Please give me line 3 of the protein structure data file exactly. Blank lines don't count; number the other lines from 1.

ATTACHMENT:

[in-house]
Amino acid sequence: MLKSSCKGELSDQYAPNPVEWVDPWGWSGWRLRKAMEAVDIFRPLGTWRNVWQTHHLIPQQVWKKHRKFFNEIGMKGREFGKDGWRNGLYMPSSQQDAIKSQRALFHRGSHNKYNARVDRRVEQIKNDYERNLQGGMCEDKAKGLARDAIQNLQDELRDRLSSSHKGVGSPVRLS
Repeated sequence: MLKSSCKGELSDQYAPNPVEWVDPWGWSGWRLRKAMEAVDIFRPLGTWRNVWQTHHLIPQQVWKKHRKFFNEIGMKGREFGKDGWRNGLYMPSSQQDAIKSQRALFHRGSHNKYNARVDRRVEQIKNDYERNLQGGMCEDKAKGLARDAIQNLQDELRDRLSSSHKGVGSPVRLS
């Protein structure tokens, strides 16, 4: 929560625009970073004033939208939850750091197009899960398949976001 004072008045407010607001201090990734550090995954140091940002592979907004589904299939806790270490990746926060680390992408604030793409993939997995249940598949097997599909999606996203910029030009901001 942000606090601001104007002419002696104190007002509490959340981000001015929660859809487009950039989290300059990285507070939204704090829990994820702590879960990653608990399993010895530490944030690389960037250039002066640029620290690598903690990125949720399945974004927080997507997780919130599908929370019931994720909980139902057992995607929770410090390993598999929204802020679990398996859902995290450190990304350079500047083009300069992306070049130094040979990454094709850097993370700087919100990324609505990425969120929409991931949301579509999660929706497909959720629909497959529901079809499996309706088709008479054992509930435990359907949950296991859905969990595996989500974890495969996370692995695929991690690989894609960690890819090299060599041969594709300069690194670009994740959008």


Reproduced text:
Repeated sequence: MLKSSCKGELSDQYAPNPVEWVDPWGWSGWRLRKAMEAVDIFRPLGTWRNVWQTHHLIPQQVWKKHRKFFNEIGMKGREFGKDGWRNGLYMPSSQQDAIKSQRALFHRGSHNKYNARVDRRVEQIKNDYERNLQGGMCEDKAKGLARDAIQNLQDELRDRLSSSHKGVGSPVRLS